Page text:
Beta Distribution and the Beta-Bernoulli Model

The Beta distribution is a parametric distribution defined on the interval $[0; 1]$ with two positive shape parameters, denoted $\alpha$ and $\beta$. Probably the most common use case is using Beta as a distribution over probabilities, as in the case of the parameter of a Bernoulli random variable. Even more importantly, the Beta distribution is a conjugate prior for the Bernoulli, binomial, negative binomial and geometric distributions.

The PDF of the Beta distribution, for $x \in [0; 1]$ is defined as

$$ p(x | \alpha, \beta) = \frac{1}{B(\alpha, \beta)} x^{\alpha - 1} (1 - x)^{\beta - 1} $$

where $B(\alpha, \beta)$ is the normalizing constant which can be directly computed from the parameters using the gamma function (denoted $\Gamma$ and defined via an integral $\Gamma(z) = \int_0^\infty x^{z-1} e^{-x}\ dx$) as follows

$$ B(\alpha, \beta) = \frac{\Gamma(\alpha) \Gamma(\beta)}{\Gamma(\alpha + \beta)}. $$

This gives us the complete form of the PDF

$$ Beta(x | \alpha, \beta) = \frac{\Gamma(\alpha + \beta)}{\Gamma(\alpha) \Gamma(\beta)} x^{\alpha - 1} (1 - x)^{\beta - 1}. $$

Because of the conjugacy, we rarely have to worry about the normalizing constant and can simply compute it in closed form.

As a small aside, let us compute the expectation of a Beta random variable $X \sim Beta(\alpha, \beta)$. Note that the support of the Beta distribution is $[0; 1]$, which means we’re only integrating over that interval.

$$ \begin{align} \mu = E[X] &= \int_0^1 x p(x | \alpha, \beta)\ dx \\\
&= \int_0^1 x \frac{x^{\alpha - 1} (1 - x)^{\beta - 1}}{B(\alpha, \beta)}\ dx \\\
&= \frac{1}{B(\alpha, \beta)}\int_0^1 x^{\alpha} (1 - x)^{\beta - 1}\ dx \\\
\end{align} $$

Here we make use of a simple trick. Since $B(\alpha, \beta)$ is the normalizing constant, it must hold that the integral over an unnormalized $Beta(\alpha, \beta)$ distribution is exactly $B(\alpha, \beta)$, that is

$$ \int_0^1 x^{\alpha - 1} (1 - x)^{\beta - 1}\ dx = B(\alpha, \beta). $$

If we look at the integral we got in the previous expression, it is very similar, except the $\alpha$ instead of $\alpha - 1$. But that is ok, it simply corresponds to $B(\alpha + 1, \beta)$. We can plug this back in and get

$$ \begin{align} \mu &= \frac{B(\alpha + 1, \beta)}{B(\alpha, \beta)} \\\
&= \frac{\Gamma(\alpha + 1)\Gamma(\beta)}{\Gamma(\alpha + 1 + \beta)} \frac{\Gamma(\alpha + \beta)}{\Gamma(\alpha)\Gamma(\beta)} \\\
&= \frac{\alpha \Gamma(\alpha)\Gamma(\beta)}{(\alpha + \beta)\Gamma(\alpha + \beta)} \frac{\Gamma(\alpha + \beta)}{\Gamma(\alpha)\Gamma(\beta)} \\\
&= \frac{\alpha}{\alpha + \beta} \\\
\end{align} $$

using the identity $\Gamma(x + 1) = x \Gamma(x)$.

Beta-Bernoulli model

Let us now show a simple example where we make use of the conjugacy between Beta and Bernoulli distributions.

Consider a random variable representing the outcome of a single coin toss, which has a Bernoulli distribution with a parameter $\theta$ (probability of heads). Before we observe the coin toss, we might have some prior belief about the fairness of the coin. Let us set the prior belief as if we’ve seen 1 head and 1 tail before tossing the coin, that is $Beta(1, 1)$.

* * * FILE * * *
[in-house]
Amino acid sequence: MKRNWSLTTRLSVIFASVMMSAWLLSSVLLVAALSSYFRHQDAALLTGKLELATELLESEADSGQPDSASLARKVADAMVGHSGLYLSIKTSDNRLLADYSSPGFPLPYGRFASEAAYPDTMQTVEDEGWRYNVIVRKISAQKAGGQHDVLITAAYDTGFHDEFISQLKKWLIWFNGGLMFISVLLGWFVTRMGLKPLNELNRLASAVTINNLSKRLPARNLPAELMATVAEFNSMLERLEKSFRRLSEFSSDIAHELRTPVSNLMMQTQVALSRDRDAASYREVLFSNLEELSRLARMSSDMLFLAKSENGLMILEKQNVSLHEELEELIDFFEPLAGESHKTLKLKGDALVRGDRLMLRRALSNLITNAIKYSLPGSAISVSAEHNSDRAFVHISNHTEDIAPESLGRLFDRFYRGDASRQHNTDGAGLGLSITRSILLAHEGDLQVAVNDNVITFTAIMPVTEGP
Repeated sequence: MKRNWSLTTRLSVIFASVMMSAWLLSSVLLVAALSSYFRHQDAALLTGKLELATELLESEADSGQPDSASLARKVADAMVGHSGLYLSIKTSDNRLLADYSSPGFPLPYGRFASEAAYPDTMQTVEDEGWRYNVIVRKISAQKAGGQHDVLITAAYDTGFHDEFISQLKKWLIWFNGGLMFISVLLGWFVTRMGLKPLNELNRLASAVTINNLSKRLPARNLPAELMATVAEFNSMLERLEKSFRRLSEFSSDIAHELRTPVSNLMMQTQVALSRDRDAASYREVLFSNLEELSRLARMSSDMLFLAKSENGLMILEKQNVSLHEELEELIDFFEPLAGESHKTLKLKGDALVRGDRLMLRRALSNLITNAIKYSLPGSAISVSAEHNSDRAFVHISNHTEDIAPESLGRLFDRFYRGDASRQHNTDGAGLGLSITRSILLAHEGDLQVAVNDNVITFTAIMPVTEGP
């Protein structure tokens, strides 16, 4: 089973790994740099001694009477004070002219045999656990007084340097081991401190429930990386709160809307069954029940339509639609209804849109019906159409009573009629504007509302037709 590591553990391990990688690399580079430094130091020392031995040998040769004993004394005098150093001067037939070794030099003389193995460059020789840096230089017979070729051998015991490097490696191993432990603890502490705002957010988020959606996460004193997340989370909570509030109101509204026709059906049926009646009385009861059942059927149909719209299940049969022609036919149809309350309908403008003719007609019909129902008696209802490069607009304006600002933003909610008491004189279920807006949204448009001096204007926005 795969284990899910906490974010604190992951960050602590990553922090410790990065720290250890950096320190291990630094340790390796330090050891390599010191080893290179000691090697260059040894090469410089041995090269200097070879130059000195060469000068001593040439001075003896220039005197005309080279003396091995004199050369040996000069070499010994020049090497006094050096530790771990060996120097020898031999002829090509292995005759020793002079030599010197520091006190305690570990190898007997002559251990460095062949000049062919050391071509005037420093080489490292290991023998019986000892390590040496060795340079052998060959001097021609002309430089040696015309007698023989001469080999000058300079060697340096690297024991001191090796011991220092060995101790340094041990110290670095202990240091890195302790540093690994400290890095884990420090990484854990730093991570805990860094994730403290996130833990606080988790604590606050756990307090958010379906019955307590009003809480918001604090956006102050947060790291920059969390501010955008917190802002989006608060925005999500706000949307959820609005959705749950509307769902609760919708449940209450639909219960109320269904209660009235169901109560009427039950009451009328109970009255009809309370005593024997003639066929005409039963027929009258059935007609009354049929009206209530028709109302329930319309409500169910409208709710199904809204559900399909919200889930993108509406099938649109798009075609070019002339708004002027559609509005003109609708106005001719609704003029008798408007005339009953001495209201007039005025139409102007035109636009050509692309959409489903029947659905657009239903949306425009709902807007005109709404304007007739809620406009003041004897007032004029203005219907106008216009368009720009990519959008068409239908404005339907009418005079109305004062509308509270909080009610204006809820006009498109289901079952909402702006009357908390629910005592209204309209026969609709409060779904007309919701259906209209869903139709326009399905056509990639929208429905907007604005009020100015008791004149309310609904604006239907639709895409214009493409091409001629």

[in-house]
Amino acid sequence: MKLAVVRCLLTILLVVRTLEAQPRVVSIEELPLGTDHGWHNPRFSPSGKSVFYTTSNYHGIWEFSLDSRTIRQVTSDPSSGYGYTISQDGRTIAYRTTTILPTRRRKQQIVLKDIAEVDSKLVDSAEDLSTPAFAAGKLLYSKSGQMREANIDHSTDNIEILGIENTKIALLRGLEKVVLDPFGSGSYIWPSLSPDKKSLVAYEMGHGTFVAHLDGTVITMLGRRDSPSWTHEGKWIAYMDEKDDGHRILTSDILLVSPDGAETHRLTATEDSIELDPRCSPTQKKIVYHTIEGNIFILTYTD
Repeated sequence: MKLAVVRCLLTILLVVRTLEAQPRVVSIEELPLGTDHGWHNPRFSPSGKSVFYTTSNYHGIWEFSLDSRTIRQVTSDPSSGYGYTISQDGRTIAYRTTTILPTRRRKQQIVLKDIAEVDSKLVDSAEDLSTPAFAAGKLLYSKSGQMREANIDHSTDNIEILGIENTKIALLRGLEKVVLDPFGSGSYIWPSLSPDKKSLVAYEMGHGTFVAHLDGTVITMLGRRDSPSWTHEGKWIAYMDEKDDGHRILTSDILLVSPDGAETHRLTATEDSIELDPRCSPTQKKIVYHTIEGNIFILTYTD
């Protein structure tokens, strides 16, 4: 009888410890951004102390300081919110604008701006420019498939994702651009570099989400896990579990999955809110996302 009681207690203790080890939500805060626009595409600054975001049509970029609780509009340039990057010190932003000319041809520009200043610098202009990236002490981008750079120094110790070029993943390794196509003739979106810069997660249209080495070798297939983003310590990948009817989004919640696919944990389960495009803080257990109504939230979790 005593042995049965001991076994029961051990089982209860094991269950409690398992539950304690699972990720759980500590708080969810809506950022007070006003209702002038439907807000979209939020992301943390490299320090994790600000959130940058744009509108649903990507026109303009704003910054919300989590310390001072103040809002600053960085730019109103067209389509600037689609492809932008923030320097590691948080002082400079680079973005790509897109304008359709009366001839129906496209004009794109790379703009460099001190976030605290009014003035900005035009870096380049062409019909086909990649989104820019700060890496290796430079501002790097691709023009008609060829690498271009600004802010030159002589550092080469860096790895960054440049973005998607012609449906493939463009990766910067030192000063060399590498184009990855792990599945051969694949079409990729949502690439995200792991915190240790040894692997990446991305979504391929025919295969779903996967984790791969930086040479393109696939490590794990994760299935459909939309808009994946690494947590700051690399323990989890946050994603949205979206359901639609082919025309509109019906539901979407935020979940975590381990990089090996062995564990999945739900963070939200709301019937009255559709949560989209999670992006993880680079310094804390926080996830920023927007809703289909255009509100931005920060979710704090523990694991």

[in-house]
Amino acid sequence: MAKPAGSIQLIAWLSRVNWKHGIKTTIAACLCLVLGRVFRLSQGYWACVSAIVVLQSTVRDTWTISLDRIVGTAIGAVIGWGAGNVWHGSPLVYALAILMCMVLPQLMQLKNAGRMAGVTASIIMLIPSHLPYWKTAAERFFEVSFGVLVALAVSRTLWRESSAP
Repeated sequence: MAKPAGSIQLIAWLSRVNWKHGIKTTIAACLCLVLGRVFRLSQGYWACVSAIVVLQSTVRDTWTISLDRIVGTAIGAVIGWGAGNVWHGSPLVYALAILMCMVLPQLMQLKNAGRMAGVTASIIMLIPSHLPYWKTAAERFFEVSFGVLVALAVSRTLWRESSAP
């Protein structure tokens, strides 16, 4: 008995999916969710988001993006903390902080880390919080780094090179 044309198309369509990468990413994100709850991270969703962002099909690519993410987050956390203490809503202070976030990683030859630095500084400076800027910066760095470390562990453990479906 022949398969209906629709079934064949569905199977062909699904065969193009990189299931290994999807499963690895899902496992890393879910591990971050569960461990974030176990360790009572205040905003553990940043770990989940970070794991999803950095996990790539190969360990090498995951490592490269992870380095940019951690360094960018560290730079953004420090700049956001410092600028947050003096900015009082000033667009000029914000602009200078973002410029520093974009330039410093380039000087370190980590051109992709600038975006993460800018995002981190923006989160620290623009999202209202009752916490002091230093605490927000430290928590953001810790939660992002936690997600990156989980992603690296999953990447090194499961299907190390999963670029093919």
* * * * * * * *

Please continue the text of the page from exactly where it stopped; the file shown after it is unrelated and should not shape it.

Because Bayesian inference models uncertainty directly, this does not mean that we believe the coin is fair, even though the maximum likelihood estimate of $\theta$ for these two coin tosses would be $0.5$. We are however interested in computing the full posterior over $\theta$, that is $p(\theta | D)$ where $D$ is our observed data. Using Bayes theorem we get

$$ p(\theta | D) = \frac{p(\theta | \alpha, \beta) p(D | \theta)}{p(D)}. $$

Now knowing that the Beta distribution is a conjugate prior for the Bernoulli distribution, and given that our prior is Beta and our likelihood is Bernoulli, we know that our posterior must be a Beta distribution as well. We can thus omit the normalizing constant $p(D)$ since we can infer it from the computed parameters from multiplying the prior by the likelihood.

Let’s say we toss the coin once and observe heads. We can write the likelihood

$$ p(D | \theta) = \theta $$

and putting this together with the prior

$$ p(\theta | \alpha, \beta) \propto \theta^{\alpha - 1} (1 - \theta)^{\beta - 1} $$

we can compute the posterior

$$ p(\theta | D) \propto \theta\theta^{\alpha - 1} (1 - \theta)^{\beta - 1} = \theta^{(\alpha - 1) + 1} (1 - \theta)^{\beta - 1} \propto Beta(\theta | \alpha + 1, \beta). $$

As you can see, multiplying the likelihood and the prior gives again gives a distribution which is exactly the same shape as a Beta distribution. We can thus infer back the normalizing constant to be $B(\alpha + 1, \beta)$ and write our full posterior in closed form

$$ p(\theta | D) = \frac{1}{B(\alpha + 1, \beta)} \theta^{\alpha} (1 - \theta)^{\beta - 1} $$

If we observed tails, the likelihood would be $p(D | \theta) = 1 - \theta$ since $\theta$ is the probability of heads. Plugging this back into the previous formula we can easily see that the resulting distribution would be $Beta(\alpha, \beta + 1)$.

The Beta distribution basically acts as a counter. With every newly observed coin toss it gets added to our existing prior belief to compute the posterior, which then can become a prior for the next coin toss, but with our belief updated. This is a simple example of how Bayesian models can be updated on-line as new data comes in.

See also

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